Originally posted 4 Dec 19
Here is an excerpt:
As with all technology, the range of future uses for our research is difficult to imagine. It’s even more challenging to forecast given how quickly this field is changing. Take, for example, the ability for a computer to identify objects in an image: in 2010, the state of the art was successful only about half of the time, and it was stuck there for years. Today, though, the best algorithms as shown in published papers are now at 86% accuracy. That advance alone allows autonomous robots to understand what they are seeing through the camera lenses. It also shows the rapid pace of progress over the past decade due to developments in AI.
This kind of improvement is a true milestone from a technical perspective. Whereas in the past manually reviewing troves of video footage would require an incredible number of hours, now such data can be rapidly and accurately parsed by a computer program.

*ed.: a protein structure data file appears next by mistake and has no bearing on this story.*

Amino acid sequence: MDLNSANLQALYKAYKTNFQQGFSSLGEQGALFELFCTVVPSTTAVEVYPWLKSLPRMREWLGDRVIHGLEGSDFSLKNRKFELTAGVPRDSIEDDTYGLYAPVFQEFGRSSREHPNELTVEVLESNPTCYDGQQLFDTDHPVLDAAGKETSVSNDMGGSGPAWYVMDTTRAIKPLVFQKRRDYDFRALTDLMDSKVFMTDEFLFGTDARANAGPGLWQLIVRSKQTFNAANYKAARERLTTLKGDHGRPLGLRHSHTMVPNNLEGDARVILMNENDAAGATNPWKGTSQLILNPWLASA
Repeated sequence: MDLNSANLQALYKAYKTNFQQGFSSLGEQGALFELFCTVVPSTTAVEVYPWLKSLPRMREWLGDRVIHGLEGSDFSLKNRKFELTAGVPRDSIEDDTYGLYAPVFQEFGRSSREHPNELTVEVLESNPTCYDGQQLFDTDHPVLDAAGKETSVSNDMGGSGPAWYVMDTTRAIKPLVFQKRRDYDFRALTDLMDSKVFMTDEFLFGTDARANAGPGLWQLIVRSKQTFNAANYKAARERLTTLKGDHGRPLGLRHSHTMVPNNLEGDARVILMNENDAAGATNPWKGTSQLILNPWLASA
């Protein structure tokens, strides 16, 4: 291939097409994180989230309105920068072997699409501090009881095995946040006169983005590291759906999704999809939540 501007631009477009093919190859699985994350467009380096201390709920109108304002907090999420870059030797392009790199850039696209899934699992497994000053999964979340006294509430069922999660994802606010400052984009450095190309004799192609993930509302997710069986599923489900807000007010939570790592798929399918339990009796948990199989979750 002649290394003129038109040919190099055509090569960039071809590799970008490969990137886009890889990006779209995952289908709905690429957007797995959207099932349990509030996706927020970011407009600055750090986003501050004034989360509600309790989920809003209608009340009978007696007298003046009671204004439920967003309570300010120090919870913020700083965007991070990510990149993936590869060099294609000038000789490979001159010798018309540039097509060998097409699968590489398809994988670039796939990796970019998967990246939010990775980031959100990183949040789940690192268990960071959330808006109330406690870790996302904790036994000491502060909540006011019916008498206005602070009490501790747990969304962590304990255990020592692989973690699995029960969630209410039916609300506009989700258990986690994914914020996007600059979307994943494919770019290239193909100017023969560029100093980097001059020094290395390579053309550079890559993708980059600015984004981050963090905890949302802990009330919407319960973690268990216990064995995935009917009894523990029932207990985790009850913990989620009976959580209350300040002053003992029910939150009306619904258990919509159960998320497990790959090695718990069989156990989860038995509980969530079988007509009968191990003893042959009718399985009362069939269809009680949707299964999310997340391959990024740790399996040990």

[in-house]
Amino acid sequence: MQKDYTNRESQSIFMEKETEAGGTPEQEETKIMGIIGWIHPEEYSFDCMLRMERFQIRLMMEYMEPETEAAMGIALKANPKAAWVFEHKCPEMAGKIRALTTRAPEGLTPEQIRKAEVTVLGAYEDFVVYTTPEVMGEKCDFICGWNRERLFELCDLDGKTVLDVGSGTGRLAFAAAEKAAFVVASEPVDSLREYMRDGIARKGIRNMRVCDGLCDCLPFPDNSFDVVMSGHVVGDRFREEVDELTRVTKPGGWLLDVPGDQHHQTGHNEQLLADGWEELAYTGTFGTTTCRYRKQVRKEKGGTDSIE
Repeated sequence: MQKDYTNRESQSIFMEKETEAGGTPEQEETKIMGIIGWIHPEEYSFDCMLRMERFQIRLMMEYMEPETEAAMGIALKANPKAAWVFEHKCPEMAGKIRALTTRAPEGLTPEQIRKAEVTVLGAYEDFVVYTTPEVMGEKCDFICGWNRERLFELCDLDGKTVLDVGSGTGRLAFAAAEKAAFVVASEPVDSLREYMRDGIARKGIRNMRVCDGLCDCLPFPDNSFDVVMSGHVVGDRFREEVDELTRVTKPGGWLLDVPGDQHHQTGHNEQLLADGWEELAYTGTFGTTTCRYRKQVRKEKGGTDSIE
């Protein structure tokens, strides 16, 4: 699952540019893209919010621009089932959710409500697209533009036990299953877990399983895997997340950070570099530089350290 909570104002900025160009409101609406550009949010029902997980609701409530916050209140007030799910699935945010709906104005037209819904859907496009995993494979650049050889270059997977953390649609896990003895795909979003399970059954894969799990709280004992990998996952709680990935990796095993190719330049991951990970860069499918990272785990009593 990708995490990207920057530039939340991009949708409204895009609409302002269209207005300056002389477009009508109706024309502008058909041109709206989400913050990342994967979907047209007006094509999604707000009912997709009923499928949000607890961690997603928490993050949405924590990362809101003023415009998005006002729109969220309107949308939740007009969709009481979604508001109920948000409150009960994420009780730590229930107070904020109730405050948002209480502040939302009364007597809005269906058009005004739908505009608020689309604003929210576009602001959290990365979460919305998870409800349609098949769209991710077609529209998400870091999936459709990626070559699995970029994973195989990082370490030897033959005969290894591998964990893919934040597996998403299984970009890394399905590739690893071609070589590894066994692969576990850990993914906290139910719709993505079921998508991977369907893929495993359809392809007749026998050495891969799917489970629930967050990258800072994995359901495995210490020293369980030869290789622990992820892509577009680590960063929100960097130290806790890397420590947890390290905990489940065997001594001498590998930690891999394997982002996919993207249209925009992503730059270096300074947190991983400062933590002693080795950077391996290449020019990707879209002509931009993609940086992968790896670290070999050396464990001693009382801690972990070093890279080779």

But it also gives rise to an ethical dilemma. In removing humans from the process, the assumptions that underpin the decisions related to privacy and security have been fundamentally altered. For example, the use of cameras in public streets may have raised privacy concerns 15 or 20 years ago, but adding accurate facial recognition technology dramatically alters those privacy implications.
The info is here.